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Date:10/20/2014 11:03:18 AM
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Culling, Part III, Types of Weeds
We had been talking about the selective removal of what is not desirable in our gardens and on our land.
Tonight I'm talking about weeds. At La Ferme Sabloneuse, we have quack grass, nut grass, lamb's quarter, pig-weed, and what we called creeping jenny. There are others, to be sure, ragweed and white campion, for example, but all of these varieties I have hoed, chopped, and hand-weeded since I was a small boy. I should hate them, I suppose, but I have a grudging respect for these plants, as they grow better at The Sandy Farm than our crops do.

As for pig-weed and lamb's quarter, they are leafy weeds, and as such, are good for livestock. I had already mentioned that some legume-like weeds such as vetch, are bad for horses, but the afore-mentioned plants are fine for pigs and cattle. I would pick pail-fulls of pig-weed and lamb's quarter for our pigs when I was a boy. They took to it like it were a salad bar. As described in earlier blogs, I would find delight in dumping these juicy delectables in the pigpen and watching the pig/pets enjoy them. As many of my fellow Countrymen and Countrywomen can attest, a lamb's quarter left to its own devices will grow to shrub-like proportions. I remember in the Summer of '68 that my Pa had to take an axe to a lamb's quarter on the edge of the pickle field that we had left on its own. Even back then, at the age of nine, I was amazed at how big a weed could grow.

Now creeping jenny is another matter. Actually, it is not really creeping jenny, it seems we just called it that out of sheer ignorance. In researching this blog I just now discovered that this weed that we'd thought was creeping jenny is actually purslane. (Thank God for the Internet!) They are plump plants, both in vine and in leaf. Once you hoe them, they possess enough moisture to maintain life until they can set their roots again or better still, do so after a rain shower. As mentioned last week, I was forced for the first time this year to actually remove the weeds in a wheelbarrow after hoeing them. I don't remember ever feeding creeping jenny, that is purslane, to the pigs, probably because there were so much pigweed and lamb's quarter available, but I think they would've liked it. As a matter of fact I found that purslane is eaten by many cultures, especially along the Mediterranean. Purslane has more omega-3 fatty acids than any other leafy vegetable. (Wikipedia).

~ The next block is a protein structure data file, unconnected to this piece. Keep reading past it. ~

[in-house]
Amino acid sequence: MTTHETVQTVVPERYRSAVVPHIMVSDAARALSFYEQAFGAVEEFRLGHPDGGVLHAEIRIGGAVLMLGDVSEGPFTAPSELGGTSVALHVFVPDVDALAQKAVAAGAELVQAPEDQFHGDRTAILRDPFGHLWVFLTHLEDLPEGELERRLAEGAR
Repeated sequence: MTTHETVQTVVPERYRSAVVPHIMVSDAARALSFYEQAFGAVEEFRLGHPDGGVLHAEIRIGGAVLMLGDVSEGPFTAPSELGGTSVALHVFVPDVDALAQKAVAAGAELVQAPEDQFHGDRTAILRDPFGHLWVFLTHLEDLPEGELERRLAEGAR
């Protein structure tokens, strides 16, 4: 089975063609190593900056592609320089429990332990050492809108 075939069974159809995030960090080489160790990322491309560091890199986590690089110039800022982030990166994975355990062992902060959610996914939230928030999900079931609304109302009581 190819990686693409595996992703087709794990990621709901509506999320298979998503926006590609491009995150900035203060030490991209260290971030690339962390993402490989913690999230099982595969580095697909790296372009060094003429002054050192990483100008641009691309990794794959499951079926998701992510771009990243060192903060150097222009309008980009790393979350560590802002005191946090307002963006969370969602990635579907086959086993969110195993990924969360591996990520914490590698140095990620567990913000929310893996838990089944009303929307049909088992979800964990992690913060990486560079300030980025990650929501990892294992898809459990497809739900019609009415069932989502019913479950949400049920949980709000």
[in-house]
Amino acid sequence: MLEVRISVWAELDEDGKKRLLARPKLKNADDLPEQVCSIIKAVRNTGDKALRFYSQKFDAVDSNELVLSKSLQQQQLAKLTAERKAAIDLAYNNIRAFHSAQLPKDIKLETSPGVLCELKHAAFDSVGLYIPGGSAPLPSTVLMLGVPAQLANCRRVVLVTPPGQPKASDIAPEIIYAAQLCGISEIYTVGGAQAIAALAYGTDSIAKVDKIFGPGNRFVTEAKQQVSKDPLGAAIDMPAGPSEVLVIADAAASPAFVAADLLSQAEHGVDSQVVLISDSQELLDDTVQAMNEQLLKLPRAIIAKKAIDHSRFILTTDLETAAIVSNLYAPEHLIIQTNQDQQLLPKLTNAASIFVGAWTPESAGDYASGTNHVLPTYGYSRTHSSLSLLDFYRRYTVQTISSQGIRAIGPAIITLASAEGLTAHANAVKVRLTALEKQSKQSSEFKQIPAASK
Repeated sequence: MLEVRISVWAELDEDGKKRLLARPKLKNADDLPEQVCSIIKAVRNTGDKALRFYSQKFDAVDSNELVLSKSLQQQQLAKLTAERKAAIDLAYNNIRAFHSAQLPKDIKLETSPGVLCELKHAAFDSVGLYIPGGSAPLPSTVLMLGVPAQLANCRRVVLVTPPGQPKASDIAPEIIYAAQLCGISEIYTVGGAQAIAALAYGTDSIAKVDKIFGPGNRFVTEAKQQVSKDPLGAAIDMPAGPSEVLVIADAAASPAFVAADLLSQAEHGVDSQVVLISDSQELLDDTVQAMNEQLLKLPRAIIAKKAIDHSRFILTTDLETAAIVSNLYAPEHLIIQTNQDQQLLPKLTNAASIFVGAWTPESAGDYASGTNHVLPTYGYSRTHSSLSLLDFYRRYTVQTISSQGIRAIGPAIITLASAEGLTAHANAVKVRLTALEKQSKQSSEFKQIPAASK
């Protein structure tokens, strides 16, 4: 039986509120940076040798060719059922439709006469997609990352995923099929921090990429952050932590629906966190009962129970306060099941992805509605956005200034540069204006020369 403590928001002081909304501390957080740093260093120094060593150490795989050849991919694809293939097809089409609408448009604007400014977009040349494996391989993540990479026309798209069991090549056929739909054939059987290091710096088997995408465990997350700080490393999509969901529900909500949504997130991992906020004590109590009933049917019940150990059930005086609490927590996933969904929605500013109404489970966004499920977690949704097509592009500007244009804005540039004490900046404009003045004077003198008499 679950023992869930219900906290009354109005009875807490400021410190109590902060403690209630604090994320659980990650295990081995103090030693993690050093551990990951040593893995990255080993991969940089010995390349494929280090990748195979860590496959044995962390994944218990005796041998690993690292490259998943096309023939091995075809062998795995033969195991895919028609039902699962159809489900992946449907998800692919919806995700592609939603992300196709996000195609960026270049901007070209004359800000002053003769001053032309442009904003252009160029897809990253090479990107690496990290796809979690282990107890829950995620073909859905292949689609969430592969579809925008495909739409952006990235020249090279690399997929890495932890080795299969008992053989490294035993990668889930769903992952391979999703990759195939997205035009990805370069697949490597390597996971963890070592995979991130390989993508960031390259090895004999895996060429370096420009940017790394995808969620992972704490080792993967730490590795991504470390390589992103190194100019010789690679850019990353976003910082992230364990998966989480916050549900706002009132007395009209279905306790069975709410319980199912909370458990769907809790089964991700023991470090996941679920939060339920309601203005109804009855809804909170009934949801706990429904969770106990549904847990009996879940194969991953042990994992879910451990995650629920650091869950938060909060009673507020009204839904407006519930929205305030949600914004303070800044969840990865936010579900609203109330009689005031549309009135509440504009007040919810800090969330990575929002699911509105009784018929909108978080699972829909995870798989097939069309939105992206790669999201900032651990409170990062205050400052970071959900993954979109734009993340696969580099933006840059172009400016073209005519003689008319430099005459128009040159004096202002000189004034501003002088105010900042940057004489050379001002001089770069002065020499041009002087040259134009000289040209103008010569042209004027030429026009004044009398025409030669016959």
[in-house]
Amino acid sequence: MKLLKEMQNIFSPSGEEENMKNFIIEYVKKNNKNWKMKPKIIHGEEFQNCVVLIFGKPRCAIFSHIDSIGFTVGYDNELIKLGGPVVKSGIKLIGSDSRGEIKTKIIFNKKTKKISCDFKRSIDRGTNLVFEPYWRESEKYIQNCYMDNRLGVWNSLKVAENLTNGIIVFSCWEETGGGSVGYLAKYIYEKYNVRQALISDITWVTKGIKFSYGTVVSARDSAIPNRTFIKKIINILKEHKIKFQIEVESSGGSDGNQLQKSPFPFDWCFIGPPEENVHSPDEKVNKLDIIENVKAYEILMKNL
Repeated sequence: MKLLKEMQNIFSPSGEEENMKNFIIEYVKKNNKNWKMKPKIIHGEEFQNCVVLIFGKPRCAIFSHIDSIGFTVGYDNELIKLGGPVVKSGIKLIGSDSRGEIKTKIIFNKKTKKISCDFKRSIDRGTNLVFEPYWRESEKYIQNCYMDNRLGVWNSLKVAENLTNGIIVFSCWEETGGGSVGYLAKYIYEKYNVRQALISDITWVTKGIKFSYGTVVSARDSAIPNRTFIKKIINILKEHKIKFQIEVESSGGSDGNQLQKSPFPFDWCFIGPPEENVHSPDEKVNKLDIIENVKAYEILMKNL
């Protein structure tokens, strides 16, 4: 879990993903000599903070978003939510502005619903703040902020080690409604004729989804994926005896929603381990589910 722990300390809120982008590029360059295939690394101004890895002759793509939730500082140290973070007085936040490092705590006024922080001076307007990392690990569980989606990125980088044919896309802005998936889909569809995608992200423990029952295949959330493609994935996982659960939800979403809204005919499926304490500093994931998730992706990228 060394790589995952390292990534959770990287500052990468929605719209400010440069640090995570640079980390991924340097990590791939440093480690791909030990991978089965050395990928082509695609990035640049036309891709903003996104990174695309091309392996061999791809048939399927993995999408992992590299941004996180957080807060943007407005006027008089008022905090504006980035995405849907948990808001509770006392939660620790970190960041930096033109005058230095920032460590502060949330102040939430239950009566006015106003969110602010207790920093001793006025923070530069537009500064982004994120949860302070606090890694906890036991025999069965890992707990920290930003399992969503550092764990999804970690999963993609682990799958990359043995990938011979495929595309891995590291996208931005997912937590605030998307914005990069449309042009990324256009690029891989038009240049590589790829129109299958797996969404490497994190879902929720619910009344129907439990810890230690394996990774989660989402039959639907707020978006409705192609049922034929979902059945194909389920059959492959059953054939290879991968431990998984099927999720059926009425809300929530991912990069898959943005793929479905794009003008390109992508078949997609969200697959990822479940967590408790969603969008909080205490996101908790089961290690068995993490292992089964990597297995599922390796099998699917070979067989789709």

I don't think that I can convince my Ruthie to use purslane in salads or to sautee it in olive oil. Still, it is good to have it re-affirmed that what we call weeds have their place in our country world and that we should always find ways to make use of them. --Gary
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